As the primary mechanism for advancing its objectives in the Act, Congress created a comprehensive jurisdictional scheme for the resolution of custody disputes involving Indian children. This scheme expanded the role of tribal courts and correspondingly decreased the scope of state court jurisdiction. Indeed, state courts are powerless to resolve child-custody disputes concerning Indian children who reside on their tribal reservations; jurisdiction is exclusive in the tribe. See id § 1911(a). In the case of Indian children who do not reside or are not domiciled on their tribe's reservation, state courts may exercise jurisdiction concurrent with tribal courts. However, the state court must refer the dispute to the appropriate tribal court unless good cause is shown for the retention of state court jurisdiction. See id. § 1911(b); see also Mississippi Band of Choctaw Indians v. Holyfield, 490 U.S. 30, 35, 109 S. Ct. 1597, 1601, 104 L. Ed. 2d 29 (1989) ("Section 1911(b) ... creates concurrent but presumptively tribal jurisdiction in the case of children not domiciled on the reservation...."). Most importantly, whether such tribal jurisdiction is concurrent with or exclusive of state jurisdiction, all courts in the United States must give full faith and credit to the child-custody determinations of tribal courts to the same extent that full faith and credit are given to the decisions of any other entity. See 25 U.S.C. § 1911(d) (1988).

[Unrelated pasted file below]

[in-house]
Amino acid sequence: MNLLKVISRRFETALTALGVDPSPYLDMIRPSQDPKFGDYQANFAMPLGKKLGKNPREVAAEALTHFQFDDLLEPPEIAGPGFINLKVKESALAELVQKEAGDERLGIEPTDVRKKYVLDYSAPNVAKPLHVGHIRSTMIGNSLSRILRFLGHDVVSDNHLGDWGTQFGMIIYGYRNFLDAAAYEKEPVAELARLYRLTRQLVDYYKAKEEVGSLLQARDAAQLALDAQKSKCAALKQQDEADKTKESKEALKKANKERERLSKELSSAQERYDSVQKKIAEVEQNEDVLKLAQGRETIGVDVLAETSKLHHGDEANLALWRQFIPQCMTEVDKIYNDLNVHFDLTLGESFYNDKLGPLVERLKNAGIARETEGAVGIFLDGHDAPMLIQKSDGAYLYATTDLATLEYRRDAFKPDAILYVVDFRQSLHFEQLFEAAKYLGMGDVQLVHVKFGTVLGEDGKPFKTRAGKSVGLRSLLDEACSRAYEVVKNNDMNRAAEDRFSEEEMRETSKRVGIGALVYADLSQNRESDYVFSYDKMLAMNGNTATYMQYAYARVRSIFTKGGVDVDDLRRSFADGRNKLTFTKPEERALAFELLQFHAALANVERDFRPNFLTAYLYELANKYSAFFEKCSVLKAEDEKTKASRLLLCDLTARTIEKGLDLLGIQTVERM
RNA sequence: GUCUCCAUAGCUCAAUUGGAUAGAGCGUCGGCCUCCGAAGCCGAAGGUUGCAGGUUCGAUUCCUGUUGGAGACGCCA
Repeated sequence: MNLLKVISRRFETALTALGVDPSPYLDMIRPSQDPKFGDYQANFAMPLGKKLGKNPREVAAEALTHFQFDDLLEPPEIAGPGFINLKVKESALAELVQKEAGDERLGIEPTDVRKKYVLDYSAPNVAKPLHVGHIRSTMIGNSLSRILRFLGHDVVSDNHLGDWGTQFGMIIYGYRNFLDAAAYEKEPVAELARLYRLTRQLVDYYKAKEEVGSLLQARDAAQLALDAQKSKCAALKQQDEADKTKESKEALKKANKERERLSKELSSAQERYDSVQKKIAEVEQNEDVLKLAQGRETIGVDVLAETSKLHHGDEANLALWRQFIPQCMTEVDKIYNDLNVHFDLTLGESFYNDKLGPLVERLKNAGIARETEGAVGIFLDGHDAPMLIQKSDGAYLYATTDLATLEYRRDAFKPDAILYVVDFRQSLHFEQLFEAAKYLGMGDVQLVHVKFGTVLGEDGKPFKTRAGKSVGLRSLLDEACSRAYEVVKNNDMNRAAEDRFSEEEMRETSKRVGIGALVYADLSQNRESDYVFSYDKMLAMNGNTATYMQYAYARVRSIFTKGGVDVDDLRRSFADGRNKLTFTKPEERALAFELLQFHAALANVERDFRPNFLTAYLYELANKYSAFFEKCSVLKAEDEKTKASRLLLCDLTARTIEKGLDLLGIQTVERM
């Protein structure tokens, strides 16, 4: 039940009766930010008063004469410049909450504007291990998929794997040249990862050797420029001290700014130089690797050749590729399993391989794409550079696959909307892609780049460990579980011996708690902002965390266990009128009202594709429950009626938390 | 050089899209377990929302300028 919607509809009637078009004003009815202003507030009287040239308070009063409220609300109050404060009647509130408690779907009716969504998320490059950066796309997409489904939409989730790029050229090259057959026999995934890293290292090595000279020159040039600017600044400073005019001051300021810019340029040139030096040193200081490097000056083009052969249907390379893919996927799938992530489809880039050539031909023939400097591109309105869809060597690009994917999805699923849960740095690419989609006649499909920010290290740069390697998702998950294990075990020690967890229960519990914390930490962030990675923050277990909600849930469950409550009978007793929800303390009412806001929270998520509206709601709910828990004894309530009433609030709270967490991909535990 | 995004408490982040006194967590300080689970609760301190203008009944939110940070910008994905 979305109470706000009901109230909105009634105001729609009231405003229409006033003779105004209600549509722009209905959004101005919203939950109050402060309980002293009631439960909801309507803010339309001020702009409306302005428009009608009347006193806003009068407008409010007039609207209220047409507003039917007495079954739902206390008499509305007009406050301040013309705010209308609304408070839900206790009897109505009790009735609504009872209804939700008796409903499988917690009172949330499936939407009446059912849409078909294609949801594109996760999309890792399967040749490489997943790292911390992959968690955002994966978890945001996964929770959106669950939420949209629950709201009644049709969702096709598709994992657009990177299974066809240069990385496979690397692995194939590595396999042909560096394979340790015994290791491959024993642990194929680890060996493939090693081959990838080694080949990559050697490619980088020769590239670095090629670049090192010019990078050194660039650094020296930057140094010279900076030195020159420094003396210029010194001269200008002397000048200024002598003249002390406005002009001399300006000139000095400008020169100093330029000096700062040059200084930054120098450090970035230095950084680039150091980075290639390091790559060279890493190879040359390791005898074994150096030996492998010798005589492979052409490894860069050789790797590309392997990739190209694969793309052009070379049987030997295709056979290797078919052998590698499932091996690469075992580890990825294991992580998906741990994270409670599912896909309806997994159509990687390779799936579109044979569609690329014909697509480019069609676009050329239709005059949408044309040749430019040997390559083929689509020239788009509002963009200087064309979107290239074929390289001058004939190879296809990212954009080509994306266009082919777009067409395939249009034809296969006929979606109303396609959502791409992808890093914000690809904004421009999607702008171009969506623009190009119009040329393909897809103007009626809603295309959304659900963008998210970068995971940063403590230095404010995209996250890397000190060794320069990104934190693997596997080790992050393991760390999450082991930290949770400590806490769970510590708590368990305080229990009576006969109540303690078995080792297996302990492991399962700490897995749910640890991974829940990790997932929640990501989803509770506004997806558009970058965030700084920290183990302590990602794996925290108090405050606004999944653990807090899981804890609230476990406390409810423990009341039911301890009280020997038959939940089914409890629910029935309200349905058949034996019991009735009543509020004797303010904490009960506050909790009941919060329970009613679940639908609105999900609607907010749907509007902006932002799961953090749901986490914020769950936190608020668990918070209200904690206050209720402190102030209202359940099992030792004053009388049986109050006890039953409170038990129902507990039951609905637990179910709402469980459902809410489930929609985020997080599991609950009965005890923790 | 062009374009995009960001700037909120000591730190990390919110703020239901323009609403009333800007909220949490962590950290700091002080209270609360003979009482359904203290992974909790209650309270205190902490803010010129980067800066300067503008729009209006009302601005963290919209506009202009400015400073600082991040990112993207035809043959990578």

For some tribes, the exclusive and referral jurisdiction provisions of sections 1911(a) and (b) became effective automatically following the enactment of the Act. However, tribes located within so-called Public Law 280 states,8 which include Alaska, can invoke such jurisdiction only after petitioning the Secretary of the Interior. See id. § 1918(a). Upon receipt of a proper petition, the Secretary has several options. He may grant the tribe exclusive jurisdiction over the entire reservation as provided in section 1911(a), allow the tribe to exercise exclusive jurisdiction only over limited community or geographic areas, or permit the tribe to exercise only referral jurisdiction pursuant to section 1911(b). See id. § 1918(b) (2).